Winter Plumbing Maintenance Tips
November 3, 2017
The early October snowstorm may have had many in the Denver area pining for the snowy slopes and dusting off their snow skis in anticipation of early winter, only to be disappointed by the return of warmer fall temperatures.
Though it’s still not the season for snow skis, it is the season to prepare your home’s plumbing for the winter ahead. Dramatic temperature shifts in the Front Range wreak havoc on home plumbing and can lead to leaks or burst pipes that threaten more widespread property damage.
Often, these winter plumbing issues are avoidable. By following a few easy steps, and performing a thorough inspection of your plumbing now, you could save yourself—and your property—from a costly winter plumbing surprise.
PERFORM AN INSPECTION
Among the most important steps to take is to inspect your home and basement plumbing before winter arrives. If there’s a problem, you’ll want it fixed sooner, rather than later.
Start with bathrooms and kitchens. Inspect sinks and faucets, both above and below the cabinet. When looking under the cabinet, look for leaking water or worn pipes or fittings. Check faucets for drips, and ensure that water is draining and that drains are free from clogs.
WINTERIZE PIPES AND FAUCETS
Walk around the outside of the house, inspecting each outdoor faucet for leaks, loose fittings or signs of damage. If you have a shutoff valve for outdoor watering pipes or spigots, close the valves and drain the water lines. Remove any hoses attached to outdoor spigots. Lastly, outdoor spigots should be covered with a foam insulator for the winter. Special foam boots for this purpose are sold at most hardware stores.
Next, winterize plumbing in unheated areas, including basements, crawl spaces and garages by performing a visual inspection. Use an insulated tape to protect exposed pipes in these areas. If there’s a sump pump in the basement, clean the pump pit and inspect the pump.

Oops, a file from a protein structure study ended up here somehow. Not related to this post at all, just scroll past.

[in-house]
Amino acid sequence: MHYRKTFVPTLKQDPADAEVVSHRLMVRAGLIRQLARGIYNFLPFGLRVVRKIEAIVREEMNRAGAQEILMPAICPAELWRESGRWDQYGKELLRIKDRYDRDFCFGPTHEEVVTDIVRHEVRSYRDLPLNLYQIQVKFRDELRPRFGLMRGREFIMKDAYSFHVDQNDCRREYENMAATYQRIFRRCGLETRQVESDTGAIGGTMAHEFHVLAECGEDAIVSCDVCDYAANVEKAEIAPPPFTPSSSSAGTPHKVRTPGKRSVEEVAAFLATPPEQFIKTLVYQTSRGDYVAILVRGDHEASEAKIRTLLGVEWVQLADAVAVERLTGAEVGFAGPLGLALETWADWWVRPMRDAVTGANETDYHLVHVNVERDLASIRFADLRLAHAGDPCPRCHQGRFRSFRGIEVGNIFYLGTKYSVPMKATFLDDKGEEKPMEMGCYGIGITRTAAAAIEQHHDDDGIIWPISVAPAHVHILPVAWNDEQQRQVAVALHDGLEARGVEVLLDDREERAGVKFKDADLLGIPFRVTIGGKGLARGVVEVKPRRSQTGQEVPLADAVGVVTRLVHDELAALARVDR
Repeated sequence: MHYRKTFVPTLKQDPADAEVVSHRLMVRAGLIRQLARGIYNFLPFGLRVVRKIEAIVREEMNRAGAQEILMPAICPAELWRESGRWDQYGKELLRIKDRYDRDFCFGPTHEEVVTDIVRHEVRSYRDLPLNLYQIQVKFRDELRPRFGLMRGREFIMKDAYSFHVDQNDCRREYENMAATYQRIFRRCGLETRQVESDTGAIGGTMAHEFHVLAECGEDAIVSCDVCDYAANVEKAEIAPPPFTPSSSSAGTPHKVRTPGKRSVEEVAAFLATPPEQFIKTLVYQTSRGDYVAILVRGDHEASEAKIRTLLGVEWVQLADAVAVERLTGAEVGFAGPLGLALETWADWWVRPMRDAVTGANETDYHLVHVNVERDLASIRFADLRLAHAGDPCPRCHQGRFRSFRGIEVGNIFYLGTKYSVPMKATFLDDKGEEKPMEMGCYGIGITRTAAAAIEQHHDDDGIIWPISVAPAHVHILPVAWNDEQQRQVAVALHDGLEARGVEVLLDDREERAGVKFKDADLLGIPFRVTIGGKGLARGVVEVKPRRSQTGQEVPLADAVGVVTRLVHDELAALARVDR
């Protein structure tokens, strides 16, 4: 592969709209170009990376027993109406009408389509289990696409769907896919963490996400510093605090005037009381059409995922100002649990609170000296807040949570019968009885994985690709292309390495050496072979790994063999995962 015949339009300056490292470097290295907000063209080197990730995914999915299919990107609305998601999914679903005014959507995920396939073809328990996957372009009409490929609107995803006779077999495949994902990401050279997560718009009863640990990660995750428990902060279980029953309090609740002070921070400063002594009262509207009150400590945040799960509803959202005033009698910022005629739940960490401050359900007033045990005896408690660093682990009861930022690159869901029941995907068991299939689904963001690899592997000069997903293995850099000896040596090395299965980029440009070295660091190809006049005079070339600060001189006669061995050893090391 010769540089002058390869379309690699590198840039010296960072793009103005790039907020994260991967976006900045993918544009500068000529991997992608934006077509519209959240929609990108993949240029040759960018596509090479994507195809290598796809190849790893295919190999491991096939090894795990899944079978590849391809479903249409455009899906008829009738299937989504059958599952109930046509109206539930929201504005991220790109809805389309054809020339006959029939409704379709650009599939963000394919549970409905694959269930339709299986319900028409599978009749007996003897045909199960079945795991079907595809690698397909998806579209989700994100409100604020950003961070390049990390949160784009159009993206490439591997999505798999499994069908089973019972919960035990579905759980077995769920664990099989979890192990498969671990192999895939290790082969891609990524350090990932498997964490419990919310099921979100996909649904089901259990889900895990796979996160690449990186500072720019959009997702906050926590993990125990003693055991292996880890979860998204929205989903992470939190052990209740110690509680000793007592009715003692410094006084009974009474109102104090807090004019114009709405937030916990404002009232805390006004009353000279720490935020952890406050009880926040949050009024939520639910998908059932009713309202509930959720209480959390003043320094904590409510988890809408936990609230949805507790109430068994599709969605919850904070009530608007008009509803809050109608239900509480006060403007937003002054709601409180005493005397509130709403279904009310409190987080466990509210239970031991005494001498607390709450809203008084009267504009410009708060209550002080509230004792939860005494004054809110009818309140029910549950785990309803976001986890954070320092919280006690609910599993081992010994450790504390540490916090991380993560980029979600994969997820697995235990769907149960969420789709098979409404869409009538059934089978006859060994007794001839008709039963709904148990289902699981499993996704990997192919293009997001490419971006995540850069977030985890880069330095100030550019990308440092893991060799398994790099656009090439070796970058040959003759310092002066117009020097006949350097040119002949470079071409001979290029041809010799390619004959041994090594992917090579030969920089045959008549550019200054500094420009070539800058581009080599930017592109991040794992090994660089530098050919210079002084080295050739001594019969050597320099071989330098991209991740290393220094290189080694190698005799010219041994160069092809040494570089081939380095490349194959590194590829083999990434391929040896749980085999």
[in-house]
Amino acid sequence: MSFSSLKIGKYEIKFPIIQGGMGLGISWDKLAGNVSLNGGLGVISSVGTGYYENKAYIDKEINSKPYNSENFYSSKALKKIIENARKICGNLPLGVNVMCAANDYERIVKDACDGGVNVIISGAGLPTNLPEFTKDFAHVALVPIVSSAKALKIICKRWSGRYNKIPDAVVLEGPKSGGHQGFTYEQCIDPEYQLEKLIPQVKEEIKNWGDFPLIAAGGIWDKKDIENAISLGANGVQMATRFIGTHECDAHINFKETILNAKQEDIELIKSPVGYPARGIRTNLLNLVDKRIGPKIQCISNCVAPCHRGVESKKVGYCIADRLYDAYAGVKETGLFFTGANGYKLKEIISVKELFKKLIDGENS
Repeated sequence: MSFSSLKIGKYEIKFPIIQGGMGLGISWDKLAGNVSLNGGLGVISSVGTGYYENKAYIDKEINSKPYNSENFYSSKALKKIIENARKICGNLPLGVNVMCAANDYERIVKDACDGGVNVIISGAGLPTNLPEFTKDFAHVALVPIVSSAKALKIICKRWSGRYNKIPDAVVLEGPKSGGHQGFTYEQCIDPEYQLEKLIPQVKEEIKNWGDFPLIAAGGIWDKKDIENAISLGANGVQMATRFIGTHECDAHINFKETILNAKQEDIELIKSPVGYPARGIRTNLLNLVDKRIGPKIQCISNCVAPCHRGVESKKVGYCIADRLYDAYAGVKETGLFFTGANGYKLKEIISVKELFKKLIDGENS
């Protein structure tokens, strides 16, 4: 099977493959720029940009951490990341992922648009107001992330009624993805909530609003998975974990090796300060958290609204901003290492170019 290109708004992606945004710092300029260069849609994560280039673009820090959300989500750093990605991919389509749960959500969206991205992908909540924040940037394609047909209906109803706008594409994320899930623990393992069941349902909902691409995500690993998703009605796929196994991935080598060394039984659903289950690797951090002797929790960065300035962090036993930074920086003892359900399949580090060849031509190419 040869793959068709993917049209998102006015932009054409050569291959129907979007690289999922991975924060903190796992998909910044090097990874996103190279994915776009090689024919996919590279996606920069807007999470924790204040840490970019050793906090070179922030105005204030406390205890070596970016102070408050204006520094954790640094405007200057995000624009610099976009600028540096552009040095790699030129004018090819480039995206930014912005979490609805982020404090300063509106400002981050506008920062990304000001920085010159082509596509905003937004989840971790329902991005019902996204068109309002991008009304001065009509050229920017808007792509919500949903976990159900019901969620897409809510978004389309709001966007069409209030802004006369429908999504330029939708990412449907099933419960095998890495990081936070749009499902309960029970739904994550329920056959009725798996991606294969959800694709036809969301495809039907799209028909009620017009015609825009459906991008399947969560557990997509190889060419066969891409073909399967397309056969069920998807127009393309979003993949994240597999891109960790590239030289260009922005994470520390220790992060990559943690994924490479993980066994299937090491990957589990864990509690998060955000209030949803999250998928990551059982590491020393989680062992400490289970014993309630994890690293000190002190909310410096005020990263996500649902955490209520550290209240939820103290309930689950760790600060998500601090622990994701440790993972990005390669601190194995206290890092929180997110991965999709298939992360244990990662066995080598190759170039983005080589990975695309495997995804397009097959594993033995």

The water heater in most homes is always working, and in the cold months of winter, it’ll work overtime. Prepare it for the extra duty by performing regular maintenance. Drain the tank and flush it of sediment. Sediment not only causes corrosion but also adds to home energy costs. The water heater temperature should be set to 120 degrees Fahrenheit.
WINTER PLUMBING TIPS
In addition to the steps above, there are some winter-weather practices that can help prevent plumbing problems during the coldest winter storms.
During cold snaps, it’s a good idea to leave cabinet doors below kitchen and bathroom sinks open, and leave faucets running at a trickle.
Make sure to heat the whole house, rather than certain rooms. This not only helps protect plumbing but also is often more energy efficient. Interior walls of the home are not made for low-temperature exposure like the exterior walls.
Be sure to eliminate drafts. This not only helps protect plumbing from exposure to low temperatures but can also help save on energy costs.
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